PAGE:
Discussion in 'General Hardware' started by adcx64, Dec 20, 2009.
does 2.0 ghz dual core proc mean that each core is 1.0ghz or is each core 2.
its per, but its not gonna be exactly 4Ghz
Each core is 2 Ghz. And you really can't add speeds like that.
You have two cores and one clock speed. The entire CPU operates at 2.0ghz.
You don't add anything.
It's per core. Just check out AMD Overdrive. You can adjust each core seperately. So a dual at 2Ghz will equal 4ghz total processing power. Give or take.
Ever since Intel stopped making Pentium 4 and Pentium D chips the 'Ghz' of a chip does not really matter as much as just how well the chip is designed. AMD proved this with the Athlon in the early 2000's, at lower clock speeds it still owned Intel chips. Another example - a 1.8 GHz Core 2 Duo will totally pwn a 3 GHz Pentium D (also a dual core chip).
That's another good point. However, it's not what he asked.
When the hell did that happen.
You have one CPU with one base clock, having multiple cores doesn't increase the speed of the CPU. Only have used Overdrive for GPU overclocking, so i don't know,maybe it does let you combine CPU speed from different cores.
The simple answer to your question is that each core runs at 2 Ghz.
thanks guys for all those interesting answers!
had that feature back when I had my 9850 last year.
can u use overdrive on a intel processor? Check my specs under my name...
Each core runs at 2GHz. If I have a quad-core processor at 2GHz, I have 4 cores running at 2GHz each. This would give me 8GHz of processing power in total, but only if I was using a multithreaded application. If I have a single-threaded application, like BF2, it wouldn't matter if I had 2 cores or 2000 cores, it will run the same.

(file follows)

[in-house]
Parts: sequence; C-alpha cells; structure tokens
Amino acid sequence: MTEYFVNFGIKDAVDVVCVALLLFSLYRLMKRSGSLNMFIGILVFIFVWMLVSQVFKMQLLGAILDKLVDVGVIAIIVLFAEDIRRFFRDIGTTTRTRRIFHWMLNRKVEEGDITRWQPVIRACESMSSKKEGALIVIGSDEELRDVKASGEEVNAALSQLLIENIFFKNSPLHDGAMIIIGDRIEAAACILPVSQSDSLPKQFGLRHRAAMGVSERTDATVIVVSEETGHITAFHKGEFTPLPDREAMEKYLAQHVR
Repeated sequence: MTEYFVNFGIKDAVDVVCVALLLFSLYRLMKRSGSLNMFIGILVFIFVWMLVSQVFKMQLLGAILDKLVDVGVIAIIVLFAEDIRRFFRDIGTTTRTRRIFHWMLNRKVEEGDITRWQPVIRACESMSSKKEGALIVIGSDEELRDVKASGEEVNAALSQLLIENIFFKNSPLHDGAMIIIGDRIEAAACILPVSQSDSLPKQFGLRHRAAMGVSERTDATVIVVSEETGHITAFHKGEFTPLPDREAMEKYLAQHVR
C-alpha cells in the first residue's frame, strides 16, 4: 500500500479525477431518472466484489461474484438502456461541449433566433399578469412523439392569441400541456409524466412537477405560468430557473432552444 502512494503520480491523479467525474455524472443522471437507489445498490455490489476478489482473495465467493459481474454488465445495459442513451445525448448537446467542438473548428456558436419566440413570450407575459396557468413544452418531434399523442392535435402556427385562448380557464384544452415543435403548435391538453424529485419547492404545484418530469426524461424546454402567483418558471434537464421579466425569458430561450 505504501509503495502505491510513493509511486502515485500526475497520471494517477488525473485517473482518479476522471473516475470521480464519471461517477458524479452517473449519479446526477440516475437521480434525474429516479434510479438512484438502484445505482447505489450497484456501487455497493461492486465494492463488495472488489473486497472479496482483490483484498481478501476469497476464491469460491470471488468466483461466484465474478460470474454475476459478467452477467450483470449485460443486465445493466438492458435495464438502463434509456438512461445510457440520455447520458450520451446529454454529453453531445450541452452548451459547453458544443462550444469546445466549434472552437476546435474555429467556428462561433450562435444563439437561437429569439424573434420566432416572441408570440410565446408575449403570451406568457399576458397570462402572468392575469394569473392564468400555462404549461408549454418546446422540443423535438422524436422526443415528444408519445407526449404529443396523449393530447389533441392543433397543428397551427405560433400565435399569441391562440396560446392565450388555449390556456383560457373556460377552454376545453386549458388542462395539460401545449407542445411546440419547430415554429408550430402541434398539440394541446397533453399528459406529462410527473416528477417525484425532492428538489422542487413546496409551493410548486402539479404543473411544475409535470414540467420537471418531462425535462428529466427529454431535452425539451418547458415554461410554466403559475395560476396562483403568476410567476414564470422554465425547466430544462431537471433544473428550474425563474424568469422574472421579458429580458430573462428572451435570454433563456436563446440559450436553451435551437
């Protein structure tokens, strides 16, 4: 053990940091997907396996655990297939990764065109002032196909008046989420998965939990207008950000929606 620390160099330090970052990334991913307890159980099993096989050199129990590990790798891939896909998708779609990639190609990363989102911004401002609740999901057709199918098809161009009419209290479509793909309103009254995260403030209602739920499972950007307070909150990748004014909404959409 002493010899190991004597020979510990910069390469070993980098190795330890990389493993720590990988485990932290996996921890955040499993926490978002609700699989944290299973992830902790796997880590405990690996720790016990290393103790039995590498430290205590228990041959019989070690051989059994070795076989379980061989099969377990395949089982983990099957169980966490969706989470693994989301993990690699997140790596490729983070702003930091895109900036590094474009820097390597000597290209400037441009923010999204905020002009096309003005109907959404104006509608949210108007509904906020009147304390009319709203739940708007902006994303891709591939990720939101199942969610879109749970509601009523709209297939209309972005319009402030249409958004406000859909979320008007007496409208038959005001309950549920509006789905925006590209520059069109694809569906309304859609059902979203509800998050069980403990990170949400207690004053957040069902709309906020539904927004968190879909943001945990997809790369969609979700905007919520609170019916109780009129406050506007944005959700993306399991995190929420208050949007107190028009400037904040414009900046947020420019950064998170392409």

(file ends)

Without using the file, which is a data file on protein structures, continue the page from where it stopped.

No, The requirements
hat is right the cores frequency does not scale because the software was not designed to scale, and I don't blame the developers. I would not want to code my programs to run 4 cores when I also have to make sure it will run on a single and dual core computer as well.
Each core operates at whatever the speed your motherboard says at post.(A processor with two cores, and a multiplier of 10 with a fsb of 350mhz has two cores each running at 3.5Ghz, not two cores running at 1.75Ghz, if thats what you are wondering)
^^ correct, that's what I was saying also. 2GHz is not the total clock speed between all cores, it's the clock speed per core. If that was the case why buy a quad. I mean a quad at 4Ghz is the same thing as a dual at 4GHz.
Extra cores will generally give you extra performance in multi-threaded apps. A quad and dual at the same speed with a non multi-threaded app will not make much of a difference, but with most apps and games moving that direction a quad helps much more.
He meant in the scenario where a 3.5Ghz processor was equivalent to two 1.75Ghz cores. Which is not the case.
you're right on the ball again.
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